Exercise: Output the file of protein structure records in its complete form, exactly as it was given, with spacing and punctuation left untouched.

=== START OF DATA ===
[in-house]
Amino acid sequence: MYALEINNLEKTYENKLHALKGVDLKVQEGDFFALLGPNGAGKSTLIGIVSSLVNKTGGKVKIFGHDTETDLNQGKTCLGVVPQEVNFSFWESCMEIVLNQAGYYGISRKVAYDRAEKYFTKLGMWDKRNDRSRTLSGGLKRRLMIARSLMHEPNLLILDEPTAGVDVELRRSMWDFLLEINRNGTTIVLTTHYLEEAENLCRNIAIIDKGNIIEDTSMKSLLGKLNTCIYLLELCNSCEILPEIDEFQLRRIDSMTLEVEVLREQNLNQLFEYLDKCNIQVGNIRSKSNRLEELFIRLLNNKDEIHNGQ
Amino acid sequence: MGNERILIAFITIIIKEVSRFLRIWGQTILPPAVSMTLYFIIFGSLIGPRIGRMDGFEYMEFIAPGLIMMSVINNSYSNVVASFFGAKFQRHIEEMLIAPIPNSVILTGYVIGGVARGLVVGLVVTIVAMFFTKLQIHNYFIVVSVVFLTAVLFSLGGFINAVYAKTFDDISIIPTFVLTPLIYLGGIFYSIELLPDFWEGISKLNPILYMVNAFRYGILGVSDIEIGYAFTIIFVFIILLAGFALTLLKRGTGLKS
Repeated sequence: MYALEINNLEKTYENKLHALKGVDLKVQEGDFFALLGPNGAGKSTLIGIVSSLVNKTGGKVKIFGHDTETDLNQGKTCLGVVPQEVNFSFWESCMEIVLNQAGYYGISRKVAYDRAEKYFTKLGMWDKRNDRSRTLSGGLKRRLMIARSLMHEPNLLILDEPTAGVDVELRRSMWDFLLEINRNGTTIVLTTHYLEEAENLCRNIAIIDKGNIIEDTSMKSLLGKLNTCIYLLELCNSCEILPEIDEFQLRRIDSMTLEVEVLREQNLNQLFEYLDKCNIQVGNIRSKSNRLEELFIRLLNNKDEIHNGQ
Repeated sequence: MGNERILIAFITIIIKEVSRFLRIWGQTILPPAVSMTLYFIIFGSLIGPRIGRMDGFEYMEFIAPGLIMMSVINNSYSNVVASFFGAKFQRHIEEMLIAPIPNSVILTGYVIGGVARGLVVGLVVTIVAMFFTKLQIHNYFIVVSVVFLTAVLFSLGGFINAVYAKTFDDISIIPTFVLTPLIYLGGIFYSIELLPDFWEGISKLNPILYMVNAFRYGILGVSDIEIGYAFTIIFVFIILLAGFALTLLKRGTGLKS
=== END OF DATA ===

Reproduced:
[in-house]
Amino acid sequence: MYALEINNLEKTYENKLHALKGVDLKVQEGDFFALLGPNGAGKSTLIGIVSSLVNKTGGKVKIFGHDTETDLNQGKTCLGVVPQEVNFSFWESCMEIVLNQAGYYGISRKVAYDRAEKYFTKLGMWDKRNDRSRTLSGGLKRRLMIARSLMHEPNLLILDEPTAGVDVELRRSMWDFLLEINRNGTTIVLTTHYLEEAENLCRNIAIIDKGNIIEDTSMKSLLGKLNTCIYLLELCNSCEILPEIDEFQLRRIDSMTLEVEVLREQNLNQLFEYLDKCNIQVGNIRSKSNRLEELFIRLLNNKDEIHNGQ
Amino acid sequence: MGNERILIAFITIIIKEVSRFLRIWGQTILPPAVSMTLYFIIFGSLIGPRIGRMDGFEYMEFIAPGLIMMSVINNSYSNVVASFFGAKFQRHIEEMLIAPIPNSVILTGYVIGGVARGLVVGLVVTIVAMFFTKLQIHNYFIVVSVVFLTAVLFSLGGFINAVYAKTFDDISIIPTFVLTPLIYLGGIFYSIELLPDFWEGISKLNPILYMVNAFRYGILGVSDIEIGYAFTIIFVFIILLAGFALTLLKRGTGLKS
Repeated sequence: MYALEINNLEKTYENKLHALKGVDLKVQEGDFFALLGPNGAGKSTLIGIVSSLVNKTGGKVKIFGHDTETDLNQGKTCLGVVPQEVNFSFWESCMEIVLNQAGYYGISRKVAYDRAEKYFTKLGMWDKRNDRSRTLSGGLKRRLMIARSLMHEPNLLILDEPTAGVDVELRRSMWDFLLEINRNGTTIVLTTHYLEEAENLCRNIAIIDKGNIIEDTSMKSLLGKLNTCIYLLELCNSCEILPEIDEFQLRRIDSMTLEVEVLREQNLNQLFEYLDKCNIQVGNIRSKSNRLEELFIRLLNNKDEIHNGQ
Repeated sequence: MGNERILIAFITIIIKEVSRFLRIWGQTILPPAVSMTLYFIIFGSLIGPRIGRMDGFEYMEFIAPGLIMMSVINNSYSNVVASFFGAKFQRHIEEMLIAPIPNSVILTGYVIGGVARGLVVGLVVTIVAMFFTKLQIHNYFIVVSVVFLTAVLFSLGGFINAVYAKTFDDISIIPTFVLTPLIYLGGIFYSIELLPDFWEGISKLNPILYMVNAFRYGILGVSDIEIGYAFTIIFVFIILLAGFALTLLKRGTGLKS